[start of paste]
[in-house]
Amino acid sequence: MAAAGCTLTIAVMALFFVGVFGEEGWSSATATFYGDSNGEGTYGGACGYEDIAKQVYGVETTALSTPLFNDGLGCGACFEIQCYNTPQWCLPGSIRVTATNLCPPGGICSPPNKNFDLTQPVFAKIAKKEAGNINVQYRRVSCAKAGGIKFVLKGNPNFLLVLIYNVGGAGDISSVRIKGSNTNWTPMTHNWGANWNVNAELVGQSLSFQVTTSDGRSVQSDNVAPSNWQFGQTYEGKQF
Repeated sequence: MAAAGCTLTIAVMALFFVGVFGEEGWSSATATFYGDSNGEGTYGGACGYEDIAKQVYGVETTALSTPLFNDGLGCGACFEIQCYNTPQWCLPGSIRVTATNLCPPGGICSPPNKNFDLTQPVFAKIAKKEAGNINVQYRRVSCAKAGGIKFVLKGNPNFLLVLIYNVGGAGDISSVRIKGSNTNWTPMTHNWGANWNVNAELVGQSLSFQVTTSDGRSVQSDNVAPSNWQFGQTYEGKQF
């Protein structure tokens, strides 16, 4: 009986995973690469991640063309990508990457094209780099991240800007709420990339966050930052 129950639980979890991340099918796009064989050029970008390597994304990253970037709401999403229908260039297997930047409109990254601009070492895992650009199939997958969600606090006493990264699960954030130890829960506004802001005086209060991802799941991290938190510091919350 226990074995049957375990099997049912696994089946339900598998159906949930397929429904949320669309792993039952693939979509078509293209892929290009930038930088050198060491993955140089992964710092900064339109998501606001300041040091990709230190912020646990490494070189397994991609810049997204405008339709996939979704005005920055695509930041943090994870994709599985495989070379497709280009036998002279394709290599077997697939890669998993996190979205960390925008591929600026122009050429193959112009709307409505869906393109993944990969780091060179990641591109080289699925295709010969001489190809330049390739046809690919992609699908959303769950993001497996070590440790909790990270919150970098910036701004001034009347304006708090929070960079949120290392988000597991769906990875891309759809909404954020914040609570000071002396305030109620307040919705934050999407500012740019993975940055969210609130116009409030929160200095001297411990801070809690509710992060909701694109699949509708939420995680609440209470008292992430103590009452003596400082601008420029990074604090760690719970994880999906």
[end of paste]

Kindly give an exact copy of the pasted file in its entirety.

[in-house]
Amino acid sequence: MAAAGCTLTIAVMALFFVGVFGEEGWSSATATFYGDSNGEGTYGGACGYEDIAKQVYGVETTALSTPLFNDGLGCGACFEIQCYNTPQWCLPGSIRVTATNLCPPGGICSPPNKNFDLTQPVFAKIAKKEAGNINVQYRRVSCAKAGGIKFVLKGNPNFLLVLIYNVGGAGDISSVRIKGSNTNWTPMTHNWGANWNVNAELVGQSLSFQVTTSDGRSVQSDNVAPSNWQFGQTYEGKQF
Repeated sequence: MAAAGCTLTIAVMALFFVGVFGEEGWSSATATFYGDSNGEGTYGGACGYEDIAKQVYGVETTALSTPLFNDGLGCGACFEIQCYNTPQWCLPGSIRVTATNLCPPGGICSPPNKNFDLTQPVFAKIAKKEAGNINVQYRRVSCAKAGGIKFVLKGNPNFLLVLIYNVGGAGDISSVRIKGSNTNWTPMTHNWGANWNVNAELVGQSLSFQVTTSDGRSVQSDNVAPSNWQFGQTYEGKQF
């Protein structure tokens, strides 16, 4: 009986995973690469991640063309990508990457094209780099991240800007709420990339966050930052 129950639980979890991340099918796009064989050029970008390597994304990253970037709401999403229908260039297997930047409109990254601009070492895992650009199939997958969600606090006493990264699960954030130890829960506004802001005086209060991802799941991290938190510091919350 226990074995049957375990099997049912696994089946339900598998159906949930397929429904949320669309792993039952693939979509078509293209892929290009930038930088050198060491993955140089992964710092900064339109998501606001300041040091990709230190912020646990490494070189397994991609810049997204405008339709996939979704005005920055695509930041943090994870994709599985495989070379497709280009036998002279394709290599077997697939890669998993996190979205960390925008591929600026122009050429193959112009709307409505869906393109993944990969780091060179990641591109080289699925295709010969001489190809330049390739046809690919992609699908959303769950993001497996070590440790909790990270919150970098910036701004001034009347304006708090929070960079949120290392988000597991769906990875891309759809909404954020914040609570000071002396305030109620307040919705934050999407500012740019993975940055969210609130116009409030929160200095001297411990801070809690509710992060909701694109699949509708939420995680609440209470008292992430103590009452003596400082601008420029990074604090760690719970994880999906």